Fruitfly cowered in mortal horror as I practically climbed on top of him, with "Bring the Noise" shaking the walls of our building. I regurgitated some jive I'd tried out a few nights before on cough syrup, but fired off my lines about twenty times faster and clearer than the first time. "You're overwhelmed right now!! You're musically and conceptually overwhelmed!! This is politics, lyrics, production, innovation, humor, dance, race, EVERYTHING AT THE SAME TIME!!!"

I don't even think we made it to the end of the track; I felt like a rogue linebacker after breaking a placekicker's neck. It didn't take long for us to settle down and make friends... I think we went outside and watched cars for a while. Pulling a nasty stunt like that takes a lot out of you.

The Giant Steps CD resurfaced years later on Long Island, when I somehow left it in a paper bag with four other titles on a stool at Gunther's Tap Room. Next time I walked into that hole the bartender threw the brown package at me, sneering, "These are yours." The 'Trane was in there, but my brand-new Iron Maiden collection wasn't. I hate that bar.
looks kinda like a fish...

Somewhere along this odyssey, the CD was damaged badly. Who knows where,  who knows how? Regardless, there's a swatch of digitally encoded polycarbonate missing from the disc's underside. The missing data is near the outer edge of the program area, possibly during the alternate take of "Syeeda's Song Flute." I attempted to import this monstrosity a few weeks ago, and nearly destroyed my computer. As the CPU tower started to shake, a sound I immediately compared to running over a putter with a lawnmower filled our apartment, waking up two of the three sleeping children currently residing at Chez Mazzola.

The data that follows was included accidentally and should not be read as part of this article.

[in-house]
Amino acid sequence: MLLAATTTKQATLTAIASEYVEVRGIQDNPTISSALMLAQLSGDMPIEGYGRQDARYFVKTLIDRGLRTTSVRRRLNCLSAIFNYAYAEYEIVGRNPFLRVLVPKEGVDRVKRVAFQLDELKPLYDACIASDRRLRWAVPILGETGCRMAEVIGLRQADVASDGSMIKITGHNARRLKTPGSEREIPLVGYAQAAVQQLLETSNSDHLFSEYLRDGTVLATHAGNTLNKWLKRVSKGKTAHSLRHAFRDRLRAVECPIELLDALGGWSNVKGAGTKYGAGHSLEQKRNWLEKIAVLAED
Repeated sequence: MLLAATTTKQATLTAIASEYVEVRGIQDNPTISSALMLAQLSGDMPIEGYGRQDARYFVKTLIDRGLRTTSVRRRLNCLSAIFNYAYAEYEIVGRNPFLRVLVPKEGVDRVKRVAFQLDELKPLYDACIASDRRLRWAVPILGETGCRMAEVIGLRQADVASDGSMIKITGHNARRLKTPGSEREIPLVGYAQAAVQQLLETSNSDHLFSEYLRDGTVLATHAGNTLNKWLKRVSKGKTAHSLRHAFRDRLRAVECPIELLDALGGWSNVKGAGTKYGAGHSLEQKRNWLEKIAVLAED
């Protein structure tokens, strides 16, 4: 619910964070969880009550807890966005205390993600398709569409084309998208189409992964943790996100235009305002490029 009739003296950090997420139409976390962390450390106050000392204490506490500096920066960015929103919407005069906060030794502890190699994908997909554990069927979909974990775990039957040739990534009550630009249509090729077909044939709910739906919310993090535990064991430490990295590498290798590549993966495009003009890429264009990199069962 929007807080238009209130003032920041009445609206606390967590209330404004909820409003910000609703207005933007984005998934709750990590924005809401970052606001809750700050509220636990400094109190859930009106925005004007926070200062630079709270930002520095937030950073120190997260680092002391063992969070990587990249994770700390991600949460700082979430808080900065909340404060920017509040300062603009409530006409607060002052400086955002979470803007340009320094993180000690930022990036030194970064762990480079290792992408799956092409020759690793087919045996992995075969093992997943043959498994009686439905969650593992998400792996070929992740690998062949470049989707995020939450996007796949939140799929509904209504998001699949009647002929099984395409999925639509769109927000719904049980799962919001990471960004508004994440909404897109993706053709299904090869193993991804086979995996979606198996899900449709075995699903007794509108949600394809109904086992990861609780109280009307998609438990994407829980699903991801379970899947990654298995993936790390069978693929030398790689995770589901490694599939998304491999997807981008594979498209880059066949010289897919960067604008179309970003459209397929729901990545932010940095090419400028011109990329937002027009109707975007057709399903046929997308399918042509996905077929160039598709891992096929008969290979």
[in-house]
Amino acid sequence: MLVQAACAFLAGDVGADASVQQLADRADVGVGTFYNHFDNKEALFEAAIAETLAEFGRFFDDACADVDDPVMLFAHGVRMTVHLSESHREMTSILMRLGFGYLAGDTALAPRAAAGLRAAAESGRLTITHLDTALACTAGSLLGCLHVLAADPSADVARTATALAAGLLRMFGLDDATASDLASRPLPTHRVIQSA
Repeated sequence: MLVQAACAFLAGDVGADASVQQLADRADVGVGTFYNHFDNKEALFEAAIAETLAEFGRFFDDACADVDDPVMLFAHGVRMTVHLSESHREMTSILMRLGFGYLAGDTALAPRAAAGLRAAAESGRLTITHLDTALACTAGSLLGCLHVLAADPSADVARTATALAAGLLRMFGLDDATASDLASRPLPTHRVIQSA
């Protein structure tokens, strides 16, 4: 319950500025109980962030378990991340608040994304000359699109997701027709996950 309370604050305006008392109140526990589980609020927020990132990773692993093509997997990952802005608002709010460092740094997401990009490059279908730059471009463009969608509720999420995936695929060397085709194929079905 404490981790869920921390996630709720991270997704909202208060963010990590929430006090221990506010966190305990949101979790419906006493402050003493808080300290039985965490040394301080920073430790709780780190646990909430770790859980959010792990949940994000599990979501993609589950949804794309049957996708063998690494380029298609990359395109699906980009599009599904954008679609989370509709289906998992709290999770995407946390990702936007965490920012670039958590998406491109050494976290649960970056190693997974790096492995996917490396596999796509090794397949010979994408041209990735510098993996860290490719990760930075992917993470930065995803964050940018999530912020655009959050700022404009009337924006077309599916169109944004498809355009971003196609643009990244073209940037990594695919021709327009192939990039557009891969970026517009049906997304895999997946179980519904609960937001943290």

I'm starting to worry about ripping my Red Hot Chili Peppers CDs, if I still have any. I know for a fact that one of my copies of Freaky Styley was submerged in orange juice for at least two hours.

Monday, May 16, 2011

B is for Bad Brains

Not vinyl but bloody brilliant
If the "digitization" of my CD collection were a cross-country trip, the B section would be the first hour of Pennsylvania: a few initial thrills followed by nerve-deadening boredom. I never thought I'd be so thrilled to see David Byrne's The Catherine Wheel emerge from a freaking spindle.

Original Émigré pressing of Basehead's Play With Toys ("Not Over You" is a forgotten classic), a copy of Biz' I Need a Haircut with a chainsaw-sized cut-out notch in the booklet, a promo-only single of Bodeans' "Closer to Free" with the Party of Five cast on it, a couple of weird BDP discs, and more Bill Bruford CDs than I'd like to admit. Oh yeah, Lindsey Buckingham's Words and Music too-- a collection interspersed with dorky musings and comments about the songs by LB himself (director's commentary-style).

MIA: nearly all my BÖC, Jeff Beck, Sabbath, and my Last Waltz double disc... no question that these were traded in during the early '90s depression days. Needed a 15-pack of Stroh's? That certainly seemed worth four or five perfectly good classic rock CDs. Now? Not so much. Remarkably, I'm even missing some additional Bruford recordings.

[The fucking Rays just scored five runs in the time it took me to write two paragraphs.]Flat-out missing are Vincebus Eruptum, Power of Pussy, This Is Big Audio Dynamite, Last Splash, and one of my Richard Buckner CDs. Like, I have the booklets but not the actual music. I guess they all might've walked at the same party, but seems a bit fishy.

Funny as hell watching my computer try to import We Sold Our Soul For Rock 'n' Roll... hiccuping and wheezing over the horribly scratched CD like a tubercular pigeon. After multiple attempts and piecewise ripping, only "Sweet Leaf" was declared to be unimportable and omitted.